Jeff Poirier is an American media professional studying journalism at New York University. His background includes local newspaper, broadcast and digital production. Most recently, he was a digital platform manager at ESPN, where he also wrote and edited breaking news alerts.
My name is Jeff Poirier … and I come from nowhere in particular. I’m American, which is a self-contained identity for some, but not for me. If you ask where I’m from, I might say, “it’s complicated.”
Where was I born? Rhode Island
Where did I grow up? Arizona
Where did I become me? California
Where am I now? New York
My life has been nomadic. I’ve lived in six different U.S. states with seventeen different home addresses. That transience meant I was constantly uprooting and re-rooting in new places with new people. It also means “where I’m from” was never a significant part of my identity.
Instead, I’ve looked elsewhere for a sense of place.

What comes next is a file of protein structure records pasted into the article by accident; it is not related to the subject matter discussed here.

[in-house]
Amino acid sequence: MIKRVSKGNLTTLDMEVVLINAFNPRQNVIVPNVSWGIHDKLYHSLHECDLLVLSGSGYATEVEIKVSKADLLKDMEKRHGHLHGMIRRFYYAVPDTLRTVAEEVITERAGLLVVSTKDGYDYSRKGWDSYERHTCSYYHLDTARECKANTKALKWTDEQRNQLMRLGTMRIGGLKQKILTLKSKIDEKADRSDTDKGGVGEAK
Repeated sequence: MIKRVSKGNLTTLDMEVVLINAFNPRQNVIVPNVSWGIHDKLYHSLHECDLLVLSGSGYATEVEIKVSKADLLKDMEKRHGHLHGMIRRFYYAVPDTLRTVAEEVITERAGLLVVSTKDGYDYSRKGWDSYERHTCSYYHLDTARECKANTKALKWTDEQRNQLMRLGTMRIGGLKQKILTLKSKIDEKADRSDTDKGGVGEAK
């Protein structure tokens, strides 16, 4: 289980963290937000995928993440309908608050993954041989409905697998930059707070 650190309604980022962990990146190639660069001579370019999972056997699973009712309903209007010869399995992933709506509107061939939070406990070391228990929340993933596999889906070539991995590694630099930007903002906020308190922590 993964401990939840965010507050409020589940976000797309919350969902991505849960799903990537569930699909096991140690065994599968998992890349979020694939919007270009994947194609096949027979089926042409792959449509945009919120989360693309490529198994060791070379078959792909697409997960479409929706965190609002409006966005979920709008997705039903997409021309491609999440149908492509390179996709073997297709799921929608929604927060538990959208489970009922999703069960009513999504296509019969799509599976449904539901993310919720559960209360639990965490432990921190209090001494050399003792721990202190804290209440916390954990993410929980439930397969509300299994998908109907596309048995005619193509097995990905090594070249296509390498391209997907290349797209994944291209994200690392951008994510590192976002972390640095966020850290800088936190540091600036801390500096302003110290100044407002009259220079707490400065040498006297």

After finishing college at UCLA, I was convinced I needed an interesting job at an impressive company. Who exactly was I trying to impress? No idea. But the urge uprooted me again, pulling me across the country to work at ESPN. I left behind the closest friendships of my life, and my future wife, in search of something.
After seven years in sports media, I’m still searching.
Now, as I embark on my journey in journalism at NYU, I’m trying to define not where I’m from, but where I’m coming from. Why now, at the age of 31, am I pressing reset on my career? Why now, with a wife and baby at home, am I entering an industry in the throes of financial crisis?
To be honest, I can’t answer those questions quite yet. All I can do is look back and analyze the fragments of fading memories that have formed into a kind of belief system.
Ironically, it started with Fox News.
My early political opinions were forged in the aftermath of 9/11, watching The O’Reilly Factor every night with my dad. I never enjoyed Bill O’Reilly’s shtick or his politics, but devoid of other voices, I unknowingly internalized some of his talking points over the years.